She missed her junior prom, homecoming too. But for 17-year-old Melanie Oudin, it's all good. Or as she might say, it’s awesome.
[cnn-photo-caption image= http://i2.cdn.turner.com/cnn/2009/images/09/09/oudin.melanie.gi.art.jpg caption="Melanie Oudin returns a shot against Nadia Petrova of Russia during day eight of the 2009 U.S. Open on September 7, 2009."]
She is a teenager from Marietta, Georgia and the toast of this year's U.S. Open tennis tournament in New York. To reach tonight's quarterfinal she beat four Russian players including the thirteenth seed, Nadia Petrova.
“This is my dream forever. I’ve worked so hard for this and it's finally happening. I'm in my first quarterfinal of a grand slam. So, it's amazing,” she says.
Brian de Villiers is Melanie Oudin’s coach. He joined John Roberts and Kiran Chetry on CNN’s “American Morning” Wednesday. Below is an edited transcript of the interview.
Kiran Chetry: They're calling this the Cinderella story of the U.S. Open. How do you feel that she's gotten this far?
Brian de Villiers: Obviously I’m very excited and thrilled for her. Like she said, she's worked so hard for this. It's taken nine years to get here, so she's excited. We're all excited. And I'm just hoping she performs well.
John Roberts: In terms of her development, she was a wild card going in. She turned pro in April of 2008. She was a wild card going in to last year's U.S. Open. She lost in the first round. She made it to the quarters of Wimbledon. She's in the quarters this year. What is it that has made the difference between last year and this year?
De Villiers: I think last year she felt a lot of pressure. The girl she played – she knew from the juniors and it was a wild card U.S. Open – first time in the main draw in that. And she put a lot of pressure on herself. I think coming into it this year she has a little more experience from Wimbledon. And just over the year her game is finally starting to click. She's figuring things out and she’s playing a lot smarter.
Chetry: How do you mentally get her prepared for not only the game but all of the hype surrounding it? Now she is a household name. She beat four big seeded Russian players and now she’s heading into this tonight. What are you telling her about staying mentally prepared?
De Villiers: Look, that's her biggest strength. Mentally she is incredibly tough. She doesn't get fazed by all of the attention yet. She's very well-grounded. We have a bunch of friends from the academy up here so she's hanging out with buddies, people that she trusts and she knows that we really support her. And I think she'll be fine. Like I said, that's her big strength.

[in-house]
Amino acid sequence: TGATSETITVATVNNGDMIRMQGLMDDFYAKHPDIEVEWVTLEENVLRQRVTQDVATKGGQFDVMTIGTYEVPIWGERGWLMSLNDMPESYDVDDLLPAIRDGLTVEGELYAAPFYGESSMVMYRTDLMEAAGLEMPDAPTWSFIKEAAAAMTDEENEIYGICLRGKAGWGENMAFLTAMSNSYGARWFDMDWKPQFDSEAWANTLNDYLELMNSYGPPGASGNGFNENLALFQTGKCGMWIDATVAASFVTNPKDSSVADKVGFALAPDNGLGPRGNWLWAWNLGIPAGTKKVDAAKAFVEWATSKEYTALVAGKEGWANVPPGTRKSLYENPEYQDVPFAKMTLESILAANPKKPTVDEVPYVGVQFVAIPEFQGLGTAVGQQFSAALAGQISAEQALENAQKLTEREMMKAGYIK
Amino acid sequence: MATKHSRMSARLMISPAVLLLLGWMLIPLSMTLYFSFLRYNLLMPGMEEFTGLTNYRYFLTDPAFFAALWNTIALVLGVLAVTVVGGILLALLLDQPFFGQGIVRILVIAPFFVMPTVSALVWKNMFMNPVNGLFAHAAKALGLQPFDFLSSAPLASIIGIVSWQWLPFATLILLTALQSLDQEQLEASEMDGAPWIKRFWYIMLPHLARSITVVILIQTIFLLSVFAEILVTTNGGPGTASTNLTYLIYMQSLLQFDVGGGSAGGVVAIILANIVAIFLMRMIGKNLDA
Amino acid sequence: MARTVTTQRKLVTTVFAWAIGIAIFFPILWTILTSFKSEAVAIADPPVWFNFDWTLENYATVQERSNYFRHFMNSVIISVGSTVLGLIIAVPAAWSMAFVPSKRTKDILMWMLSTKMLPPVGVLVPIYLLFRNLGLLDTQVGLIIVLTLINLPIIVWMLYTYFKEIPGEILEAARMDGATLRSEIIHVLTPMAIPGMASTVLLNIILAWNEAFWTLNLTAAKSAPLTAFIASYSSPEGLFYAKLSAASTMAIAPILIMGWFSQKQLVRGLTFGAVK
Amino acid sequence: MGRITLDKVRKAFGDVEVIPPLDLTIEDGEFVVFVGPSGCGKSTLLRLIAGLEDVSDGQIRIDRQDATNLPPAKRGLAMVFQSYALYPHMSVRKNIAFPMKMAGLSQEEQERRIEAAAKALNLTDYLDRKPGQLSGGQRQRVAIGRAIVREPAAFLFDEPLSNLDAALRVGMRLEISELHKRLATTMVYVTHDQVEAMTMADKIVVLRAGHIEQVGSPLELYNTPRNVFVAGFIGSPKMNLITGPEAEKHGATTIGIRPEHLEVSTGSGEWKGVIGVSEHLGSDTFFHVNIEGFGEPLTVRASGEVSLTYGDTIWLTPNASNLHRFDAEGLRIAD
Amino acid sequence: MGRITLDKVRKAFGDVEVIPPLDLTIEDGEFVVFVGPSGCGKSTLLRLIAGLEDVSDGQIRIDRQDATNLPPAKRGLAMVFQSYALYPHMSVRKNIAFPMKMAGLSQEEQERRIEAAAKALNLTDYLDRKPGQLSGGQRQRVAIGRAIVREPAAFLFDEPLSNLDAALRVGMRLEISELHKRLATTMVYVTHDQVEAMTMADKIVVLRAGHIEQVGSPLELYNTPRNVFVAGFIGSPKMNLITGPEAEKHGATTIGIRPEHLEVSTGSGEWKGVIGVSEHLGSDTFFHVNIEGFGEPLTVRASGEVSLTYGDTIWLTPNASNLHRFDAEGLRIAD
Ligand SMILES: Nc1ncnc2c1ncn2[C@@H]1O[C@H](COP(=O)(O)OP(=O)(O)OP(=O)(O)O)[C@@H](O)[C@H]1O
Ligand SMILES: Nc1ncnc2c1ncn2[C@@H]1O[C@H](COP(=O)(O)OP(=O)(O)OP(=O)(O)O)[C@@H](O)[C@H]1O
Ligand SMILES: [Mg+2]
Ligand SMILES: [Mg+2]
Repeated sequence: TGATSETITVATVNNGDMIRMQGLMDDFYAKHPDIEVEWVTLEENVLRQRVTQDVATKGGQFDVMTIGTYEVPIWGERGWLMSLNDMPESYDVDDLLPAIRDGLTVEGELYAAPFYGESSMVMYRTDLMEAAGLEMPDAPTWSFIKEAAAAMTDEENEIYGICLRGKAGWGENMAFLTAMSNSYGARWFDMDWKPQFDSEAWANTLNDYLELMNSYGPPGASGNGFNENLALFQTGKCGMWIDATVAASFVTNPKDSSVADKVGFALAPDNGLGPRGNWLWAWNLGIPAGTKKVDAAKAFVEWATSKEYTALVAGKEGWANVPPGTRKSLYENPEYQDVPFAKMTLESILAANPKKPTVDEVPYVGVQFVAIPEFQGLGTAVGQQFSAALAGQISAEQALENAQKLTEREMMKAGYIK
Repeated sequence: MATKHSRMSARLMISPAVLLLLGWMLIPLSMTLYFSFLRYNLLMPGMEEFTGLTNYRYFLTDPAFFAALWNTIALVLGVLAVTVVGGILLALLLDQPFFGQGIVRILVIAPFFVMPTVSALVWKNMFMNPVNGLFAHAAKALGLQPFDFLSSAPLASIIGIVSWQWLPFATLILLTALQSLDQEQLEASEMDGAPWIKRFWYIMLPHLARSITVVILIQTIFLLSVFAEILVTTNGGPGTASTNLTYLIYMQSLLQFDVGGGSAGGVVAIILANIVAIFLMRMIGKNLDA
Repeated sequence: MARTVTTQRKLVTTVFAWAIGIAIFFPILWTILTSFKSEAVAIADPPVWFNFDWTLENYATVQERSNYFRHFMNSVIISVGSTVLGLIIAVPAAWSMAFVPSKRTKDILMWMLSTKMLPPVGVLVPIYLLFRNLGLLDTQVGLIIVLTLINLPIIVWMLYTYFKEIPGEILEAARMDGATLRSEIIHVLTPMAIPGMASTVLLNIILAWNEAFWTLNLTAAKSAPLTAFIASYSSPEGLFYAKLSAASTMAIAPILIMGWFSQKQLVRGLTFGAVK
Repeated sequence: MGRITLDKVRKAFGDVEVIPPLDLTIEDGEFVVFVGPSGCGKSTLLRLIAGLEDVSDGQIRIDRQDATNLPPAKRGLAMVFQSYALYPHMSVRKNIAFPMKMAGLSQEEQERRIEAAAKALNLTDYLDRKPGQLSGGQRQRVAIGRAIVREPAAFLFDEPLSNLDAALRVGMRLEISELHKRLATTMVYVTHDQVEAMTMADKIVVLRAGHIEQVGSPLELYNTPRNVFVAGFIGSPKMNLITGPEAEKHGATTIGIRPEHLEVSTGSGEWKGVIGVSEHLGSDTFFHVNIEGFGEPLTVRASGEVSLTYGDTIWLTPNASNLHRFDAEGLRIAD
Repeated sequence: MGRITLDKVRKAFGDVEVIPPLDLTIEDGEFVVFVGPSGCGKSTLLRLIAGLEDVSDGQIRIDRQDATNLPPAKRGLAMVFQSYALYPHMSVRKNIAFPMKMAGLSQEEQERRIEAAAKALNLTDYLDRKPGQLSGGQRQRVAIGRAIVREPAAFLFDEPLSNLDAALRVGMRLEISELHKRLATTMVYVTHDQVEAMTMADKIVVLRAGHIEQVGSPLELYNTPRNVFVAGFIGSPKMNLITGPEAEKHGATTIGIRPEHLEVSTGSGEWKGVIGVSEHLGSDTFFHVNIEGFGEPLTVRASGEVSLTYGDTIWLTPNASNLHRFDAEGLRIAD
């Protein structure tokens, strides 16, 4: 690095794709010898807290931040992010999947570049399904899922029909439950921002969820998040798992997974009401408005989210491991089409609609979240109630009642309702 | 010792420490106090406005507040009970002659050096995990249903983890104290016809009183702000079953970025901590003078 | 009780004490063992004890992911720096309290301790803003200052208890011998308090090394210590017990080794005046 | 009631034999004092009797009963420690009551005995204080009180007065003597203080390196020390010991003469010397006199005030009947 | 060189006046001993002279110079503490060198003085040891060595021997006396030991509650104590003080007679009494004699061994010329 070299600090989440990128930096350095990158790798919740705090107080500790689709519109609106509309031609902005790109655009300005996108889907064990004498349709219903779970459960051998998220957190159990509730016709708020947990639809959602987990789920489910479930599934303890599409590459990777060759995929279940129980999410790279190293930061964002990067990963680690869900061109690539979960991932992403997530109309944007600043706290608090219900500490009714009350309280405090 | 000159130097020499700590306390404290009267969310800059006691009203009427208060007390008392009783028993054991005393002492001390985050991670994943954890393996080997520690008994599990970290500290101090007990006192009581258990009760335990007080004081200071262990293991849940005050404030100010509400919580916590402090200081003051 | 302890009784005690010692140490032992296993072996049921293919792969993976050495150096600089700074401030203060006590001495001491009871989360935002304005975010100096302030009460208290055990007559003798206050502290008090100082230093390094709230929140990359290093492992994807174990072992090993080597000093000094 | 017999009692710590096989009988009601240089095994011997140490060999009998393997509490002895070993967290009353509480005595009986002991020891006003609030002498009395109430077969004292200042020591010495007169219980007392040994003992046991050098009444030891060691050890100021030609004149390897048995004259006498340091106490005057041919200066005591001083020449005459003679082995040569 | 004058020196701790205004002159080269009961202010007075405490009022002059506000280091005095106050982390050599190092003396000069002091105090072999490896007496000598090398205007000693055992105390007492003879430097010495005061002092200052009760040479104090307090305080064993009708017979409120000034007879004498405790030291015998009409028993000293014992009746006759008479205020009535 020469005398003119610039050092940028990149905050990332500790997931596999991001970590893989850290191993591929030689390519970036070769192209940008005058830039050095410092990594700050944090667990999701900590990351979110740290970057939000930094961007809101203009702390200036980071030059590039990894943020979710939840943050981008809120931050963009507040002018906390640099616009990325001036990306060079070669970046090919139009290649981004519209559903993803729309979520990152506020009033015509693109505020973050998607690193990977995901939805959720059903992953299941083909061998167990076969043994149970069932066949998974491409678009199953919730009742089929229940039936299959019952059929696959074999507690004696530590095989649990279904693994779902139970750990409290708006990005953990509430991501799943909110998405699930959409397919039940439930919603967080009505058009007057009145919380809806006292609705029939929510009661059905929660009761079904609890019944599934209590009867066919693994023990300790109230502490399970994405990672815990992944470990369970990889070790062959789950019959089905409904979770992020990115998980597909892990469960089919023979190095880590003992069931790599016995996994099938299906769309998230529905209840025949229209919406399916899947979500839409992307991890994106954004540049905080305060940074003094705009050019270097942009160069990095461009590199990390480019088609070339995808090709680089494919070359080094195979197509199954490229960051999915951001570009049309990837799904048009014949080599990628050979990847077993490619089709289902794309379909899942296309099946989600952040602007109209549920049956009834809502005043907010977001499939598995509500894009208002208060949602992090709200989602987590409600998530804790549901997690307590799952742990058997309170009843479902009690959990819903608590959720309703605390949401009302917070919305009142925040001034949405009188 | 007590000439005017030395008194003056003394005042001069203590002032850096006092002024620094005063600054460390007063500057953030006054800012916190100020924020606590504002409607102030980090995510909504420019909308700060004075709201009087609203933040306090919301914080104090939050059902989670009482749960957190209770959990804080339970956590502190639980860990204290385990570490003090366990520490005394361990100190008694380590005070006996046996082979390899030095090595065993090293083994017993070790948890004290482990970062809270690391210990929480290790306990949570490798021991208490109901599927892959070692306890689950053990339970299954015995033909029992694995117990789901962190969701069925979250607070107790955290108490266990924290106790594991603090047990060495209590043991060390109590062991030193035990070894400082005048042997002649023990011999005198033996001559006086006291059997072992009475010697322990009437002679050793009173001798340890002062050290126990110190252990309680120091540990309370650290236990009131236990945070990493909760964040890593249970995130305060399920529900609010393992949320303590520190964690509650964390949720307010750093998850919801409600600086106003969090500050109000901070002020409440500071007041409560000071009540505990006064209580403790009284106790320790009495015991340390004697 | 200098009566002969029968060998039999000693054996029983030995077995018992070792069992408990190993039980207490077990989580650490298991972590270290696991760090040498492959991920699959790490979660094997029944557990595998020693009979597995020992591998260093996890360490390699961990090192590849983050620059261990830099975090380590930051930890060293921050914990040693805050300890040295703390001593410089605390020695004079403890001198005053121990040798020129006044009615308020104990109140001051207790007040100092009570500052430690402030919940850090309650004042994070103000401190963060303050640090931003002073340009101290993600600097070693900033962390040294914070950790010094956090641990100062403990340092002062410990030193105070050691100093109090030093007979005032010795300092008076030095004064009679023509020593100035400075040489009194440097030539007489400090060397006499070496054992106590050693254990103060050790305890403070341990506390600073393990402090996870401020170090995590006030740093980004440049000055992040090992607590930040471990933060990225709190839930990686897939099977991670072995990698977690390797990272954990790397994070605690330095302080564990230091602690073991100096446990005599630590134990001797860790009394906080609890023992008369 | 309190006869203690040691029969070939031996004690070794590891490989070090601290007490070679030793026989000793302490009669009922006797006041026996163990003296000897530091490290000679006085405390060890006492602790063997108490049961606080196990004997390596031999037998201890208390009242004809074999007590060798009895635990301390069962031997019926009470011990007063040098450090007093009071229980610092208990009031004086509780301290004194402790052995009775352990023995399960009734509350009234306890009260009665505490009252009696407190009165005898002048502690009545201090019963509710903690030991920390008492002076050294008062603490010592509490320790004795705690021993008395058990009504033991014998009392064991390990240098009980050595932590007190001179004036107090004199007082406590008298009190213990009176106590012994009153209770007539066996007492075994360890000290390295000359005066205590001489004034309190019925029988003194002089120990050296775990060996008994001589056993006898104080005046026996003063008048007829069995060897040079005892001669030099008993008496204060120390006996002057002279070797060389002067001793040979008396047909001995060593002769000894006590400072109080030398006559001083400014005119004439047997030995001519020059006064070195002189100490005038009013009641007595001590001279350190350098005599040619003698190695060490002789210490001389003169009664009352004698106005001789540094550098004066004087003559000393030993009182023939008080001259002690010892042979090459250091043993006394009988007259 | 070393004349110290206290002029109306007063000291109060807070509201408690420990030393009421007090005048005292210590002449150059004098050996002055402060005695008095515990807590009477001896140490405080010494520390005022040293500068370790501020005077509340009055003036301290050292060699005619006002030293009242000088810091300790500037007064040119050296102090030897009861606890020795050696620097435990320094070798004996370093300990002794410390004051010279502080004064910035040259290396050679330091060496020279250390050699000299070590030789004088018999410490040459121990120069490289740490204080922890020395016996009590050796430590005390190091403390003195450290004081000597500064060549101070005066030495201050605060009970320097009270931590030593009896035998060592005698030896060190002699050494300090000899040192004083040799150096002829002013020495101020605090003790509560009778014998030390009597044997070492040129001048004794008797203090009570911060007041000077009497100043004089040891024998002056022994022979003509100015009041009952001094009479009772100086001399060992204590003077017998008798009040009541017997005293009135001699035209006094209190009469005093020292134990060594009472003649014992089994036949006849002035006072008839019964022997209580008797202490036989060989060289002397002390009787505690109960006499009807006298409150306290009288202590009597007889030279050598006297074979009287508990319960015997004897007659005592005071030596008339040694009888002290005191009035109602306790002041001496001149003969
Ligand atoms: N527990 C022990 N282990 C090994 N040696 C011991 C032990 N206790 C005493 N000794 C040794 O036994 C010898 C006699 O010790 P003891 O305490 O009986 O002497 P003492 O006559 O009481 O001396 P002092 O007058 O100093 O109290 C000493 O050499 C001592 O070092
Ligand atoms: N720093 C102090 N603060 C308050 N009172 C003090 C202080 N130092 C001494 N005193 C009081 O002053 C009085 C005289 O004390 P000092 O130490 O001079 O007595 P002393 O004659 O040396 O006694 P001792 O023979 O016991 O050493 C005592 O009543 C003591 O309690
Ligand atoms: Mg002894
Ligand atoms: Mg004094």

Roberts: My understanding is that Justine Hennin was really kind of like her role model. She retired last year, still ranked number one in the world. And many said that not only are they the same height but the same type of player as well. You get these big Russian women, way back at the baseline pounding the shots. She has a whole arsenal of really interesting shots. She's got good backhand. She’s got the shot from the baseline but she’s also got a lot of good cut shots. She can drop something in short of the net. Have you worked on her skills because of the height difference of being a shot maker?
De Villiers: When I started working with her I knew she wasn't going to be tall and I knew she'd never be a big first strike player. So she had to rely on a lot of variety, a lot of speed, and of course mental toughness. So that's all we work on.
Roberts: Some say the way she plays is the way tennis should be played.
De Villiers: That's what I think. I'm old school. So I like to see a lot of slice, a lot of variety, a lot of mixing it up. But with the technology and the size of the athletes today, I mean the game has changed and you have to deal with what you have, so she's smart about that.
Chetry: She's 17-years-old. She's one of the youngest players out there that’s made it this far. How does she sort of balance that – being a teen? She talked about being home schooled and that made a difference so she could practice and tour as much as she does. How does that factor into all that's happening and being here at the quarterfinals?
De Villiers: You know, a lot of the top girls are pretty young as well. … So she's kind of on track with her age. And you know the other thing, that’s why I brought up some of her friends from Atlanta, just to keep her a little more grounded and just to have fun with it.
Roberts: In winning the matches she has, she lost the first set and then came back to win the next two. She doesn’t’ seem to be afraid to lose and then come back. Why does it not faze her?
De Villiers: She believes in herself. She prides herself being in incredibly good shape. And she knows if a match goes the distance the advantage will swing her way.
Chetry: What type of relationship do you have in terms of how you keep her spirits up and how you interact with each other? She joked around that you were going to let her eat ice cream if she got through this round.
De Villiers: Maybe. No, I’ve been very tough on her over the years and just trying to keep her disciplined and grounded and give her a good work ethic. And she has the drive and the passion and she loves it so she's quite willing to do it.